Yesterday U.S. equities fell the most in five months in a broad-based sell-off that took a heavy toll on commodities as investors sold off riskier assets and reacted cautiously in response to weaker than expected first quarter Chinese GDP.
Today market bulls are quick to point out that equity futures are pointing solidly higher and quantitative easing (QE3) remains firmly intact for the foreseeable future.
Market bulls believe that QE3 is a floor for the market and remains a strong catalyst for equity markets to keep pushing higher.
QE3 was announced on September 13, 2012 after the Federal Reserve decided to launch a new $40 billion a month, open-ended, bond purchasing program of mortgage-backed securities while pledging to continue their policy of having low rates policy until at least mid-2015.
Three months later on December 12, 2012 the Fed announced that they would expand the amount of open-ended purchases from $40 billion to $85 billion per month in an effort to push down long-term borrowing costs and spur hiring.
The housing market has directly benefited from the Fed’s aggressive monetary easing stimulus program because more homeowners are able to purchase homes at historically low interest rates which in turn acts as an incentive for more home purchases and construction.
Under Chairman Ben Bernanke the Fed has kept short-term interest rates close to zero for over four years, promising to keep them low until there is a substantial improvement in the labor market.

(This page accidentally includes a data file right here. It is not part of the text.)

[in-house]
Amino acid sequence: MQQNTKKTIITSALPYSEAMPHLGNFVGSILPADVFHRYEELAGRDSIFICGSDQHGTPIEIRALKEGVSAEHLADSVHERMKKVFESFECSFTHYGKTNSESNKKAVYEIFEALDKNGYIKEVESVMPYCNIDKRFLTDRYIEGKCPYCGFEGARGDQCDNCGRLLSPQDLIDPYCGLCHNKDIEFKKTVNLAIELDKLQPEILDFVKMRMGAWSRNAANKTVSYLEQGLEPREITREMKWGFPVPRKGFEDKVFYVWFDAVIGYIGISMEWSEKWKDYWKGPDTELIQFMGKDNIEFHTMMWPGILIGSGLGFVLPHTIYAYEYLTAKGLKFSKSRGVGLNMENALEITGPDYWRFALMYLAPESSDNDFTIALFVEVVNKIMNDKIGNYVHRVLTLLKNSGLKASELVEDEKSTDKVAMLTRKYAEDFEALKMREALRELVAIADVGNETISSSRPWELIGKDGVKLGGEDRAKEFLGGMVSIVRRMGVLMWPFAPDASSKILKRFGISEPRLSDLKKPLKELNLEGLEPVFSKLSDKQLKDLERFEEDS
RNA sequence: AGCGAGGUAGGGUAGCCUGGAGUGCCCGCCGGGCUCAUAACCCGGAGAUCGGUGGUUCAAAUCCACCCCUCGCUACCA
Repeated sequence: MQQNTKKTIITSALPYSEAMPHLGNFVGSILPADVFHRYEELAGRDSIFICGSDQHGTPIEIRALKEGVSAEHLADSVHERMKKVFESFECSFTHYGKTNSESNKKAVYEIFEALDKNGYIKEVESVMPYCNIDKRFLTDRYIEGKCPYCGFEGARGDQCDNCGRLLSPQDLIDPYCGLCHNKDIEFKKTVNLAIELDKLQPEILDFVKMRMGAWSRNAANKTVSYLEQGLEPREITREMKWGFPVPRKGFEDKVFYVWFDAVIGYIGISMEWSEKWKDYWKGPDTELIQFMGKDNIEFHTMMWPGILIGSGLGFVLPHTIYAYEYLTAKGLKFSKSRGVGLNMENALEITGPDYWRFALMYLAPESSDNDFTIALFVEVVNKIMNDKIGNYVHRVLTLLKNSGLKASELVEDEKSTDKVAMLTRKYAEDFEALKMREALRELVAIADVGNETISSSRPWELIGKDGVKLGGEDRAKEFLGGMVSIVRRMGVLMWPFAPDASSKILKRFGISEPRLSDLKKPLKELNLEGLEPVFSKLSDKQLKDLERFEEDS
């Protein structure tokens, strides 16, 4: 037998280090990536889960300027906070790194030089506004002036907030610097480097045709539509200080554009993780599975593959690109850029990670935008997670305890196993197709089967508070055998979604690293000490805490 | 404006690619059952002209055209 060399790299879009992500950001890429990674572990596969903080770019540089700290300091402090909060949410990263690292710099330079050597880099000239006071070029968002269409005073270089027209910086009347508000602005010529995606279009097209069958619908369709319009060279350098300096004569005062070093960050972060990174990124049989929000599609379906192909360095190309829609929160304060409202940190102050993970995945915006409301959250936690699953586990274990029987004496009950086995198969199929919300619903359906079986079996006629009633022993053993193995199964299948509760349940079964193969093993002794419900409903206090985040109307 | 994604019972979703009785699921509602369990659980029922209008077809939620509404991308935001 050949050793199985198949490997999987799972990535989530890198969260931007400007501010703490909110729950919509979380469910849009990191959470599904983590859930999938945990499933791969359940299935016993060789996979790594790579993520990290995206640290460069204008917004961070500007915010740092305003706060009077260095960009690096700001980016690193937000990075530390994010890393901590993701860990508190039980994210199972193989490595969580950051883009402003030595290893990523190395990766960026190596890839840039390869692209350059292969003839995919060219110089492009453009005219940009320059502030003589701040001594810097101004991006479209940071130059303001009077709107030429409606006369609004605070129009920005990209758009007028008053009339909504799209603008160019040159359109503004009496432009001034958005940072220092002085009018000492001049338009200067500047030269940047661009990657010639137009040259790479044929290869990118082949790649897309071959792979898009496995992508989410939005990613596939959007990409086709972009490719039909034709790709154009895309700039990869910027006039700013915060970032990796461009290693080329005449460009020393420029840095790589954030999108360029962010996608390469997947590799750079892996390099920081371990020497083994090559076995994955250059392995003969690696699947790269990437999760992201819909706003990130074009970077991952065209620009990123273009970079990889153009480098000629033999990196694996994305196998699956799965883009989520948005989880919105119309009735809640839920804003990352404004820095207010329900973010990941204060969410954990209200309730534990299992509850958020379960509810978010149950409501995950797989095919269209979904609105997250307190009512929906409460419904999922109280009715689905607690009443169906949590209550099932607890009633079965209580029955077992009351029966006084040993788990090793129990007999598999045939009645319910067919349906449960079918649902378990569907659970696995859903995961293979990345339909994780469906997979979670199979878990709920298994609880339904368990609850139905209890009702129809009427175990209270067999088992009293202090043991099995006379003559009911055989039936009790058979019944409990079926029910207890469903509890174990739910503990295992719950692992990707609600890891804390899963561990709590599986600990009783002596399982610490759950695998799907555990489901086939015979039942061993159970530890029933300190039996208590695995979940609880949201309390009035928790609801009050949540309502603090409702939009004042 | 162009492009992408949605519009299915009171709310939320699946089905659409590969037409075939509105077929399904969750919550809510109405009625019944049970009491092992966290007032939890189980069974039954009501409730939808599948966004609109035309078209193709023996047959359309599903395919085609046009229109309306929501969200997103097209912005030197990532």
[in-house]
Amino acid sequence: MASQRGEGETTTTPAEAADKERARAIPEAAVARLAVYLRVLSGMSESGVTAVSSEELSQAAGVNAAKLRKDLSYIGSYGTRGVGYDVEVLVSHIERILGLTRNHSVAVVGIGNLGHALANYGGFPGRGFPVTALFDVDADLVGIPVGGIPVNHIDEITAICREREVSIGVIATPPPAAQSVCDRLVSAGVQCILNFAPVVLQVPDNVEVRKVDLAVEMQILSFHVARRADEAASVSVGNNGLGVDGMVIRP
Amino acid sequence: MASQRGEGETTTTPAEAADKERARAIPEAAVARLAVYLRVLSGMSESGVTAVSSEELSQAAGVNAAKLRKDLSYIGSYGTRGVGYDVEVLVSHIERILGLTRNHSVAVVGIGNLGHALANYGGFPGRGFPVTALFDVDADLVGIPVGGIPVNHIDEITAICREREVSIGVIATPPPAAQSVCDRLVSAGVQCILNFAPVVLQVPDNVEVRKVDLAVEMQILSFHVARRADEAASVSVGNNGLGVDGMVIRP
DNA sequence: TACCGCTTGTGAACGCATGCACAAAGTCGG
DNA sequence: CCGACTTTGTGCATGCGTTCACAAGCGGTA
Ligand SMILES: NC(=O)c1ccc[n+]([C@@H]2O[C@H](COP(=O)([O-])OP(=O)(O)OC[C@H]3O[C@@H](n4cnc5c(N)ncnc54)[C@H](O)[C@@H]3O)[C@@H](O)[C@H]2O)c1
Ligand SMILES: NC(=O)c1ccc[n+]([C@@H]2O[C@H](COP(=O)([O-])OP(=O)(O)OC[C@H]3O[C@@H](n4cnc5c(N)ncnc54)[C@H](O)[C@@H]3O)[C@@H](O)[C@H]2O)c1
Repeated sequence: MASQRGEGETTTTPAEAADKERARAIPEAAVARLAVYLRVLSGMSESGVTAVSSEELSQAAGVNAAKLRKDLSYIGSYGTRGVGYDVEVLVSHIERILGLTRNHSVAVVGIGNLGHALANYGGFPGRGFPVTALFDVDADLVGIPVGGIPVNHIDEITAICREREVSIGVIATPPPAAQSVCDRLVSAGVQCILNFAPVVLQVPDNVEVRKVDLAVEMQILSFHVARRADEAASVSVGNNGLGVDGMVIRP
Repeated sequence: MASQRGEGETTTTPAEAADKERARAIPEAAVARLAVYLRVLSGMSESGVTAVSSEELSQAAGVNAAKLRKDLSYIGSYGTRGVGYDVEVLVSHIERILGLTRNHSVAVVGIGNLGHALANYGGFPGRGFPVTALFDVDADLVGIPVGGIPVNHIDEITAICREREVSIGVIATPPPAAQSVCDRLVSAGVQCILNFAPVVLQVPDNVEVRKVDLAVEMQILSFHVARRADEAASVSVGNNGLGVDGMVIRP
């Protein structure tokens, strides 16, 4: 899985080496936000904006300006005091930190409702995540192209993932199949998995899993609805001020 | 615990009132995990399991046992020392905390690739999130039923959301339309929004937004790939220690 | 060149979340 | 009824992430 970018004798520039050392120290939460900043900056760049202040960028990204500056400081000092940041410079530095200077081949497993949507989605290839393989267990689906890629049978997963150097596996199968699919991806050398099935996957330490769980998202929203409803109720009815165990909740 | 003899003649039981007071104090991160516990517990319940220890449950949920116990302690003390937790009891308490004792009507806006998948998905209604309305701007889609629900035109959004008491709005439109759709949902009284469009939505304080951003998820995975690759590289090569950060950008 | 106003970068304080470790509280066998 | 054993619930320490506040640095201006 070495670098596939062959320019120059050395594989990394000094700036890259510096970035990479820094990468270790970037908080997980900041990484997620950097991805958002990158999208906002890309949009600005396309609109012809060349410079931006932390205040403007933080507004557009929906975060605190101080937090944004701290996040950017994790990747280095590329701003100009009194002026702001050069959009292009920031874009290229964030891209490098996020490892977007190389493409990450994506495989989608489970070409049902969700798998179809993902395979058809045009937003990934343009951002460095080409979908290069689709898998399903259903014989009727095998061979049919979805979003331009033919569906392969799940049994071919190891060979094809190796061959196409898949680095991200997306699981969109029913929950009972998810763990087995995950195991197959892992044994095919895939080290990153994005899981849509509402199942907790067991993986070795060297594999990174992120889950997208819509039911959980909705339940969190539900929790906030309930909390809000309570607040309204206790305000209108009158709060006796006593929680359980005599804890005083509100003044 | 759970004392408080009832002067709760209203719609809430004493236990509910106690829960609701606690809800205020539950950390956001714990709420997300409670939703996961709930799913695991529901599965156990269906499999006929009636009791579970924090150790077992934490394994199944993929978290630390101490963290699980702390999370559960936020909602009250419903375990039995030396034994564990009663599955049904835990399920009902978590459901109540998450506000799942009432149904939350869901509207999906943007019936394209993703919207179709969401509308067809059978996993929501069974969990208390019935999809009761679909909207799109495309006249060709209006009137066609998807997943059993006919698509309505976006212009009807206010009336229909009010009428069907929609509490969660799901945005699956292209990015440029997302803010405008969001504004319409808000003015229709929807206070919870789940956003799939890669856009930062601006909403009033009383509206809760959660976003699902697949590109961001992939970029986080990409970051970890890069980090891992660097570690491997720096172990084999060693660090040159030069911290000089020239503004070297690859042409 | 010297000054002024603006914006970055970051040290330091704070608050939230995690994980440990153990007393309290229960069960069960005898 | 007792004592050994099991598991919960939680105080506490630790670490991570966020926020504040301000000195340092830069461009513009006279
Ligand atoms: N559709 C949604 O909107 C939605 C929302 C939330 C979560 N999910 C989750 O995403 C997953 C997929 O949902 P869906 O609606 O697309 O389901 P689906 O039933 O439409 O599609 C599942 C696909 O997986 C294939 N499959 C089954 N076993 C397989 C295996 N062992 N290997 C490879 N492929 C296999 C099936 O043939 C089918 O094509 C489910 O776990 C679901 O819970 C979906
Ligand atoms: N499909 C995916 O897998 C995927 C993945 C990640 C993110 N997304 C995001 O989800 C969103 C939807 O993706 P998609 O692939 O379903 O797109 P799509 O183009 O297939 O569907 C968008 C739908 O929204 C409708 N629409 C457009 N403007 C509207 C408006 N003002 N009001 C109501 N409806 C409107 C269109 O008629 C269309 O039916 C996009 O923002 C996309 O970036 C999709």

The Fed announced it would be willing to tolerate expected inflation up to 2.5 percent as long as it helps to move the unemployment level below 6.5 percent, the breaking point whereby the central bank may begin to consider raising interest rates.
However, there are some risks that come along with enacting aggressive monetary easing policies.
By expanding the Fed’s balance sheet to $85 billion every month through the purchase of securities, there are some investors who remain concerned that the Fed is creating an asset bubble in equity markets and could be setting themselves up for future problems when they have to unwind their balance sheet which is weighted heavily with mortgage-backed securities.
In this essay that was carried by the International Monetary Fund (IMF), some of the future challenges with the Fed unwinding their balance sheet overweight securities were cited.
“The central bank may face challenges exiting markets in which they have intervened heavily, including the interbank market; policy missteps during an exit could affect participants’ expectations and market functioning, possibly leading to sharp price changes.”
Mark Zandi, chief economist at Moody’s Analytics, shared his views on Bloomberg’s Countdown about how he thinks the Fed could end up unwinding their large balance sheet.
“My view is that they can pull this off. They need to communicate very clearly exactly how they are going to do this and they’re going to have to wind down their balance sheet in very orderly and graceful way” Zandi explained.
When asked about if the Fed could begin to wind down their position this year, Zandi indicated that the Fed could start scaling back their purchases before the end of the year.
“If you told me that by the end of the year that they start to scale that back ($85 billion in monthly purchases) that sounds about right to me. But I don’t think they end QE until sometime in 2014” Zandi said.